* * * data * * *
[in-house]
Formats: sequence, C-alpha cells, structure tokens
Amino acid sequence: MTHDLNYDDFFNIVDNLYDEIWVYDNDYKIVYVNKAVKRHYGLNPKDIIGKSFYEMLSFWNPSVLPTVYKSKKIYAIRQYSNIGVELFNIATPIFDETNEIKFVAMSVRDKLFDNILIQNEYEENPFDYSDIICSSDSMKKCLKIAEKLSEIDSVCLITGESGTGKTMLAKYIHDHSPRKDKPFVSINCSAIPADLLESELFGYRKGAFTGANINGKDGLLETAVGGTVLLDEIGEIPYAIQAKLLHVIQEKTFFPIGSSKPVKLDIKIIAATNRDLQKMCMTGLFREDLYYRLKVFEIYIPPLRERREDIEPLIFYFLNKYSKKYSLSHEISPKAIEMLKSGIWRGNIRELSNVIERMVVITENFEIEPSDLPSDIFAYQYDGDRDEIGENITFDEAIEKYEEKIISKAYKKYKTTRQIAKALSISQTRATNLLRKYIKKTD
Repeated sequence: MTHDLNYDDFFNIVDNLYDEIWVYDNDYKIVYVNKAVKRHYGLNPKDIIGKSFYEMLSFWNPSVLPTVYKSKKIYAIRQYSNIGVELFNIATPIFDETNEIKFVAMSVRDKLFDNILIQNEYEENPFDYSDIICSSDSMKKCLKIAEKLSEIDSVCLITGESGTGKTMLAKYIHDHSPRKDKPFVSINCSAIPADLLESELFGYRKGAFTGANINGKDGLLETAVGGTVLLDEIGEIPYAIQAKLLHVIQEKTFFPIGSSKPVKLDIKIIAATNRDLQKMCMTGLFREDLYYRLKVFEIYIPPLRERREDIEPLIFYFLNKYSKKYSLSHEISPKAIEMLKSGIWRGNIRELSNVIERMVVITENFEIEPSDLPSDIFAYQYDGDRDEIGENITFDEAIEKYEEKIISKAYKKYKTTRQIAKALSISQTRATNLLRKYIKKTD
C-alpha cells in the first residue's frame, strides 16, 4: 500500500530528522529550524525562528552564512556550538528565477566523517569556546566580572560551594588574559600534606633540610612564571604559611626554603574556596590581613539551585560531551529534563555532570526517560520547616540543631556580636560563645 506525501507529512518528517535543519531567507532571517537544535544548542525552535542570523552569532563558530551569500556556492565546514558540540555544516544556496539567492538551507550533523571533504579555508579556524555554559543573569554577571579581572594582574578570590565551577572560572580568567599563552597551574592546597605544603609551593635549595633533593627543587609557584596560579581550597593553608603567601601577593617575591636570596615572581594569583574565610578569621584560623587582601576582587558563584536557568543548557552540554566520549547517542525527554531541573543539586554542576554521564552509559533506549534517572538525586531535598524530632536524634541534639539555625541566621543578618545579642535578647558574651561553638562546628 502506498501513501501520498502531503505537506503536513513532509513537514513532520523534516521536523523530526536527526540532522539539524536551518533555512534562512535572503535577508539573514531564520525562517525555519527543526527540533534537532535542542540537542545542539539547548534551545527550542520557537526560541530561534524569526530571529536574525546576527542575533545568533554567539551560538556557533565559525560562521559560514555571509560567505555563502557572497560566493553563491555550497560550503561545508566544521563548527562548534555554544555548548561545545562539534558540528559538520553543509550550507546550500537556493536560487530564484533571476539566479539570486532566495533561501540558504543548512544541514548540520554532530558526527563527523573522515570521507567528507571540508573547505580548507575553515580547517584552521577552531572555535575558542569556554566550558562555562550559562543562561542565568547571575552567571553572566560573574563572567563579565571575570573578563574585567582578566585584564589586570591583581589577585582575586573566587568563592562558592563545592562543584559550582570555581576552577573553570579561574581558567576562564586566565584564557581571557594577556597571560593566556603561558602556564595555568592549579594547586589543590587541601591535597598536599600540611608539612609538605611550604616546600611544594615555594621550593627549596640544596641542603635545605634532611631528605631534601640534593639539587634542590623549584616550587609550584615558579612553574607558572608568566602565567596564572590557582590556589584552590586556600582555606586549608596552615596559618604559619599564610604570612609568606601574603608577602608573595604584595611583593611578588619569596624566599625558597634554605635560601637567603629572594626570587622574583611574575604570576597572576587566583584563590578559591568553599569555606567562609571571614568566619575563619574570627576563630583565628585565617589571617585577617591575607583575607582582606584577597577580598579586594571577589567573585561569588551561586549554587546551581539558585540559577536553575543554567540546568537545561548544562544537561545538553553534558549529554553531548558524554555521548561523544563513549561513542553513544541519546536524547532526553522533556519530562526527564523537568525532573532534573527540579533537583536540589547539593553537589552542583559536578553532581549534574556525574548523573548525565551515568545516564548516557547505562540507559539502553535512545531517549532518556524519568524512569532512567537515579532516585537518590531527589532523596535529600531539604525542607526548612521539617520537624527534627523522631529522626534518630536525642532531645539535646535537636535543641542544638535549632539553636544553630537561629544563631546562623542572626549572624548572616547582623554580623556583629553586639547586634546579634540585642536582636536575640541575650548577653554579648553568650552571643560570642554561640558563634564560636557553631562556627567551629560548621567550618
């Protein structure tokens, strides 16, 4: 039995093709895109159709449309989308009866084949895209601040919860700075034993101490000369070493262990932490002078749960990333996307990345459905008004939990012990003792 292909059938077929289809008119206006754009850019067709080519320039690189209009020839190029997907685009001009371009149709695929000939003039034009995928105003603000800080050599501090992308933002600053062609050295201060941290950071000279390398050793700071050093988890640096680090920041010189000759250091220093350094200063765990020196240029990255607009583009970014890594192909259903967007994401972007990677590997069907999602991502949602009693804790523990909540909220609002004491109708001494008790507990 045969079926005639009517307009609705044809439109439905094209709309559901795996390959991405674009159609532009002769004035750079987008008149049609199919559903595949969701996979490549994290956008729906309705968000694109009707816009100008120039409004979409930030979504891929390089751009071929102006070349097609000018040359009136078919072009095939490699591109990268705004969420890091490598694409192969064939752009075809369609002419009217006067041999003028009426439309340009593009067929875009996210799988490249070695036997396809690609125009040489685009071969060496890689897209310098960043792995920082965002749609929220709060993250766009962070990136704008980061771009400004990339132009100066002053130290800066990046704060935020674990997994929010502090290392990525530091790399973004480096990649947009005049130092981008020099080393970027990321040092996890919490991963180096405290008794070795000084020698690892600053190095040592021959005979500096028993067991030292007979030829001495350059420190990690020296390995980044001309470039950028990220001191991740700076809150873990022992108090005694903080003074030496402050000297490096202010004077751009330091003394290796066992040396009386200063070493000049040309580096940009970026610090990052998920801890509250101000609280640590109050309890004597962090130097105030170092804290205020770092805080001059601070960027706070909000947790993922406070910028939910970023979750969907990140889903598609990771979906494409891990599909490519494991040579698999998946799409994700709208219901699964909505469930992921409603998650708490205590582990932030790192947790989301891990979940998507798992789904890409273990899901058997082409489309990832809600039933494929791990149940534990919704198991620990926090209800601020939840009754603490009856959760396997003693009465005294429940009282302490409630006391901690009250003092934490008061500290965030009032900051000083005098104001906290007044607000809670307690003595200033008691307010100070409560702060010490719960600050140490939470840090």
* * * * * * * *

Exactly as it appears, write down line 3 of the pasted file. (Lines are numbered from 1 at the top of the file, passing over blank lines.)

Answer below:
Amino acid sequence: MTHDLNYDDFFNIVDNLYDEIWVYDNDYKIVYVNKAVKRHYGLNPKDIIGKSFYEMLSFWNPSVLPTVYKSKKIYAIRQYSNIGVELFNIATPIFDETNEIKFVAMSVRDKLFDNILIQNEYEENPFDYSDIICSSDSMKKCLKIAEKLSEIDSVCLITGESGTGKTMLAKYIHDHSPRKDKPFVSINCSAIPADLLESELFGYRKGAFTGANINGKDGLLETAVGGTVLLDEIGEIPYAIQAKLLHVIQEKTFFPIGSSKPVKLDIKIIAATNRDLQKMCMTGLFREDLYYRLKVFEIYIPPLRERREDIEPLIFYFLNKYSKKYSLSHEISPKAIEMLKSGIWRGNIRELSNVIERMVVITENFEIEPSDLPSDIFAYQYDGDRDEIGENITFDEAIEKYEEKIISKAYKKYKTTRQIAKALSISQTRATNLLRKYIKKTD